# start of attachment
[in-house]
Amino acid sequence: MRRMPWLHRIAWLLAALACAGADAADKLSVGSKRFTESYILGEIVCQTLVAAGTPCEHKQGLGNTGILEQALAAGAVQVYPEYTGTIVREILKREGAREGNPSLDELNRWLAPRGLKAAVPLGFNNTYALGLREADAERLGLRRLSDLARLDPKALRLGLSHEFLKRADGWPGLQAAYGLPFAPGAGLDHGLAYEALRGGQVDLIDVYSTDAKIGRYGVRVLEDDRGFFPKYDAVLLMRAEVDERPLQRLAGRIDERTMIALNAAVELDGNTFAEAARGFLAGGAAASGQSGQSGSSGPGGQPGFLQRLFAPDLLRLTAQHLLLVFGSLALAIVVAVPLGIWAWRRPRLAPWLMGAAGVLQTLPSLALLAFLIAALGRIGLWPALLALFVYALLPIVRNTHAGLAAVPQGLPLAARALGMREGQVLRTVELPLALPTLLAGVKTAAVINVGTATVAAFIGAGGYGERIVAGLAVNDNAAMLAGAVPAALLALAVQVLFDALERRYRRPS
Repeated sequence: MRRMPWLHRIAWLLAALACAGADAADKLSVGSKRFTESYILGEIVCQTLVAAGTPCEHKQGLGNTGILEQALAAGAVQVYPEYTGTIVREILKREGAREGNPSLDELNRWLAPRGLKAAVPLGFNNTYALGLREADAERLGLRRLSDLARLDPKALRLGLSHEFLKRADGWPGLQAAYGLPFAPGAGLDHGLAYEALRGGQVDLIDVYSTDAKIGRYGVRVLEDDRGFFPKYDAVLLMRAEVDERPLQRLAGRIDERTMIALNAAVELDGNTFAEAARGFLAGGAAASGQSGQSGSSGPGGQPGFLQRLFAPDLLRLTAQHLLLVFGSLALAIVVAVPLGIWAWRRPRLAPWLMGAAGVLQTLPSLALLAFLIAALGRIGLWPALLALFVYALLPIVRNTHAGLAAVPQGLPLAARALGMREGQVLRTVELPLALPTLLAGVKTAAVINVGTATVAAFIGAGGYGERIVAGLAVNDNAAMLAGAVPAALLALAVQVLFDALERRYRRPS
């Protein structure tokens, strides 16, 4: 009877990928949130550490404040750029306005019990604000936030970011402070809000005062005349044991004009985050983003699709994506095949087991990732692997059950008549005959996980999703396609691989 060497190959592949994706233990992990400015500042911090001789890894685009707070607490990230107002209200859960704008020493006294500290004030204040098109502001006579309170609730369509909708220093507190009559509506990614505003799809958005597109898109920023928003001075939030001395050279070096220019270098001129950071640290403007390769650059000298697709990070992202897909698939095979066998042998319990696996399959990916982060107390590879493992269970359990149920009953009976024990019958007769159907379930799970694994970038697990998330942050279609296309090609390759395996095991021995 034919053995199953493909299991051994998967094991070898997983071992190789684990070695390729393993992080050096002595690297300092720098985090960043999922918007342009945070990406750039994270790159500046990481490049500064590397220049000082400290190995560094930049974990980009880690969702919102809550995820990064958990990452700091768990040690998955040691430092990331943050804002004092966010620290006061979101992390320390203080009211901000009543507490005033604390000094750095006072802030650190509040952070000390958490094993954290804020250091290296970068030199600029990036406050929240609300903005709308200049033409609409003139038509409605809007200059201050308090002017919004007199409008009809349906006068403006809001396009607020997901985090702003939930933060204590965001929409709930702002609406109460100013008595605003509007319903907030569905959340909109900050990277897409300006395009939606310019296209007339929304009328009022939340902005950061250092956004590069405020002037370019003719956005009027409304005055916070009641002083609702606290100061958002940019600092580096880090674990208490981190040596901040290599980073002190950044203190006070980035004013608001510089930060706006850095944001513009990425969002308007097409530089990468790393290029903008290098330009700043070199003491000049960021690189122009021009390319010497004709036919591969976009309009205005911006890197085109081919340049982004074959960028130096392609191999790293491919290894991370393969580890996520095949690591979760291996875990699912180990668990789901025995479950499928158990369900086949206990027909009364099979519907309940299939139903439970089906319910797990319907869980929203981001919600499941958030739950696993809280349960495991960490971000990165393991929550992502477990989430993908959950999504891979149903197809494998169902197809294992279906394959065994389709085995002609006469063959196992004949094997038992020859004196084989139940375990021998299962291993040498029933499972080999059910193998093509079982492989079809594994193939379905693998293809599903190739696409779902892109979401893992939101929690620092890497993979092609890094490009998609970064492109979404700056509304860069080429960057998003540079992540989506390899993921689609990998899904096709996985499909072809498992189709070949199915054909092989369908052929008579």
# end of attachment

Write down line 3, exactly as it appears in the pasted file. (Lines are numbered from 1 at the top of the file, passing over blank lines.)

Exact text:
Repeated sequence: MRRMPWLHRIAWLLAALACAGADAADKLSVGSKRFTESYILGEIVCQTLVAAGTPCEHKQGLGNTGILEQALAAGAVQVYPEYTGTIVREILKREGAREGNPSLDELNRWLAPRGLKAAVPLGFNNTYALGLREADAERLGLRRLSDLARLDPKALRLGLSHEFLKRADGWPGLQAAYGLPFAPGAGLDHGLAYEALRGGQVDLIDVYSTDAKIGRYGVRVLEDDRGFFPKYDAVLLMRAEVDERPLQRLAGRIDERTMIALNAAVELDGNTFAEAARGFLAGGAAASGQSGQSGSSGPGGQPGFLQRLFAPDLLRLTAQHLLLVFGSLALAIVVAVPLGIWAWRRPRLAPWLMGAAGVLQTLPSLALLAFLIAALGRIGLWPALLALFVYALLPIVRNTHAGLAAVPQGLPLAARALGMREGQVLRTVELPLALPTLLAGVKTAAVINVGTATVAAFIGAGGYGERIVAGLAVNDNAAMLAGAVPAALLALAVQVLFDALERRYRRPS